As a result, when using Java/Python for batch jobs, we still need to resort to database to accomplish calculation in most cases, and let Java/Python direct the database to execute SQL, which is not much different from the way of original databased-based computing, and also puts most of the pressure on database side. This approach does not relieve much pressure of database, and almost all the adverse effects of original stored procedure still exist.

Difficult to process in parallel

The amount of data involved in batch jobs is large, and parallel computing can effectively utilize the advantages of multi-core CPU to speed up calculation. Java itself provides the multi-thread mechanism, allowing us to divide a task into multiple subtasks, and execute the subtasks concurrently with multiple threads. Java 7 and higher versions also provide the Fork/Join framework, which can recursively split a large task into multiple small tasks and assign them to multiple threads to execute concurrently. Java 8 introduces Stream API, which provides the parallel stream. Parallel stream can split a large data set into multiple small data sets, then process the small data sets in parallel, and finally merge the results of every small data set to get final result. Parallel stream is equivalent to the extension and simplification of Fork/Join framework.

However, although Java is provided with parallel processing functionality, it is not easy to use. Specifically, for multi-thread programming, programmers need to consider various situations such as inter-thread task scheduling, thread communication and algorithm design, and also need to consider how to effectively segment the data so as to provide data for multiple threads in a balanced manner. One method is to split data into multiple files in advance, but this method is inefficient and inflexible; another method is to directly use the data sources like database, yet it cannot make use of the cursor to do data segmentation. As a result, the final performance is low.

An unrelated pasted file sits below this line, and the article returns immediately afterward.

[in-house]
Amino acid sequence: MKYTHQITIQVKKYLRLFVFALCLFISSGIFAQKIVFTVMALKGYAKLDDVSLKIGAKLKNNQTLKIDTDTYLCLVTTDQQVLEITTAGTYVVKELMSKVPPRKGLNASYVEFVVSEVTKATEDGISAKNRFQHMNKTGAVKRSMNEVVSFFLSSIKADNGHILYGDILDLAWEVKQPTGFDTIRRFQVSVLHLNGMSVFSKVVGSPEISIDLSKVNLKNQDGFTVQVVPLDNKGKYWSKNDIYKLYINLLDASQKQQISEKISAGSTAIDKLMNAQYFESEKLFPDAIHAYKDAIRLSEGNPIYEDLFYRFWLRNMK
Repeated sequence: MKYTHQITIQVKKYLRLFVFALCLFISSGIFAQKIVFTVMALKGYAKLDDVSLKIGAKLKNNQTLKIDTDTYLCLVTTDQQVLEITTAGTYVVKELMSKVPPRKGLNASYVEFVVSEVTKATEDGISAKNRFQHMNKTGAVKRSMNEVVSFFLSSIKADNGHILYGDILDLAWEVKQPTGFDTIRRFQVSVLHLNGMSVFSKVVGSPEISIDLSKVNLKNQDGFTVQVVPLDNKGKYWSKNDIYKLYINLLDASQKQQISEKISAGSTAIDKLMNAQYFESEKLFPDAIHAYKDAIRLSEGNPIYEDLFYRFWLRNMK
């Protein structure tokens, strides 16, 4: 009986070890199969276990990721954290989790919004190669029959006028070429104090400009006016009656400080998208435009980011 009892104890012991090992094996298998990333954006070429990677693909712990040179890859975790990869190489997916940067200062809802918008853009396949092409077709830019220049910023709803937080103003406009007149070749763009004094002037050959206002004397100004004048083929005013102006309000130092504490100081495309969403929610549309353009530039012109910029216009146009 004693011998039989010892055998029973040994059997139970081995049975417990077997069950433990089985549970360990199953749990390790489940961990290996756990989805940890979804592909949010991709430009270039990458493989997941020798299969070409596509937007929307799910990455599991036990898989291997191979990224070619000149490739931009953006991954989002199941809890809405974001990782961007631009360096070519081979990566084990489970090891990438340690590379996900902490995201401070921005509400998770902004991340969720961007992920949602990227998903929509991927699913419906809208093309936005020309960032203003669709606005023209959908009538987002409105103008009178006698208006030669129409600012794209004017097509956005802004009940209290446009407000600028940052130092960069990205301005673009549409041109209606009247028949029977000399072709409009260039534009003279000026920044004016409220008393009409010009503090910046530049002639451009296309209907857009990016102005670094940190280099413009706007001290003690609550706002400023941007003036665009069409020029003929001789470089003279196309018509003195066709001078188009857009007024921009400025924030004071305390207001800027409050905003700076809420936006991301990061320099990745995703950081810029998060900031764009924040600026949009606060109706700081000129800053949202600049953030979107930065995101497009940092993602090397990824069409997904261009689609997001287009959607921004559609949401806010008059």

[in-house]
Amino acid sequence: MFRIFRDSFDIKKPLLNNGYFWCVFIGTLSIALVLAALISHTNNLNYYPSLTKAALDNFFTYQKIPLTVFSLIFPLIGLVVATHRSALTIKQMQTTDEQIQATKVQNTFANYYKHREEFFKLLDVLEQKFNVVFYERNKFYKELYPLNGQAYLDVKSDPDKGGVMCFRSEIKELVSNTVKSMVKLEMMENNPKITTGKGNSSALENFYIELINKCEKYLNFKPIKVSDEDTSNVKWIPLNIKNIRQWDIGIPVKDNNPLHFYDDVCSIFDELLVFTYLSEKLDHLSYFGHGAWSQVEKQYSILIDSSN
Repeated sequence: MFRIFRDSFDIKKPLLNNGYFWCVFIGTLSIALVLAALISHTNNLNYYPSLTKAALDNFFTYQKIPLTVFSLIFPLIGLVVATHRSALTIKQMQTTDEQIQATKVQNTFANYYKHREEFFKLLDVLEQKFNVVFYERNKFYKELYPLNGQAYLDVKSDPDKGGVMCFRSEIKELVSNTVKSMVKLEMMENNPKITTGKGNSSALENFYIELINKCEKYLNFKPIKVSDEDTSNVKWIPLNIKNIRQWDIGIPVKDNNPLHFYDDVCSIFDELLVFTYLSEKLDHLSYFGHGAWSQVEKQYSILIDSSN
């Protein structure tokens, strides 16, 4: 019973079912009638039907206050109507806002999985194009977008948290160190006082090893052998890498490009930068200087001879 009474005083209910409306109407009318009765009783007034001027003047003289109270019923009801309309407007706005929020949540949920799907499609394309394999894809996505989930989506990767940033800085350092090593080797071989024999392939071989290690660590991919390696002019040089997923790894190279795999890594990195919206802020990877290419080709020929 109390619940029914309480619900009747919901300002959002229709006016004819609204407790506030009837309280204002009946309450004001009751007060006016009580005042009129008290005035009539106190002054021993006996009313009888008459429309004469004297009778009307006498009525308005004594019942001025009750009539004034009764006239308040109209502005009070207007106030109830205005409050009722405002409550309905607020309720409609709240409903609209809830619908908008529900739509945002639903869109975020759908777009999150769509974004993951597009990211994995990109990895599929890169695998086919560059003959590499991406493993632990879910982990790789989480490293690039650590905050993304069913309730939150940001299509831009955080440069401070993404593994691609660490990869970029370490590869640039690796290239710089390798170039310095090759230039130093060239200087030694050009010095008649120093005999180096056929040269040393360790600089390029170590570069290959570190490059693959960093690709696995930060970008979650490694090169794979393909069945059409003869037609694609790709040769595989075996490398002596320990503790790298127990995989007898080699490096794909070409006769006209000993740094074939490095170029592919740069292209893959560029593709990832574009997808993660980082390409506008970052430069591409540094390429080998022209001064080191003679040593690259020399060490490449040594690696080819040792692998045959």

Compared with Java, Python performs worse, and is equivalent to having no parallel processing ability. Parallel processing of Python itself is fake, and is actually serial processing for CPU, or even slower than serial processing, and thus it is difficult to leverage the advantages of modern multi-core CPU. There is a Global Interpreter Lock in the CPython interpreter (the mainstream interpreter of Python), and this lock needs to be got ahead of executing Python code, which means that even if multiple threads of CPU work in the same time period, it is only possible to execute the code with one thread and multiple threads can only execute the code in an alternately way. Yet, since multiple-thread execution involves complex transactions such as context switching and lock mechanism processing, the performance is not improved but decreased.

Since Python cannot make use of simple multi-thread parallel processing mechanism in one process, many programmers have to adopt the complicated multi-process parallel processing method. The cost and management of process itself are much more complex, and the effect of parallel processing cannot be comparable to that of multiple threads. In addition, the inter-process communication is also very complex, programmers have to give up direct communication sometimes, and use file system to transfer the aggregation result instead, which leads to a significant performance decrease.

Lack of universal high-performance private storage mechanism

The performance of computing big data is largely related to data IO. If the IO cost is too high, it doesn’t work no matter how fast the operation speed is. Efficient IO often relies on specially optimized storage scheme. Unfortunately, however, both Java and Python lack a widely used efficient storage scheme, and instead they use text file or database to store data in general. The performance of database interface is very poor. Although text is a little bit better, it will consume too much time in parsing the data type, also resulting in lower performance.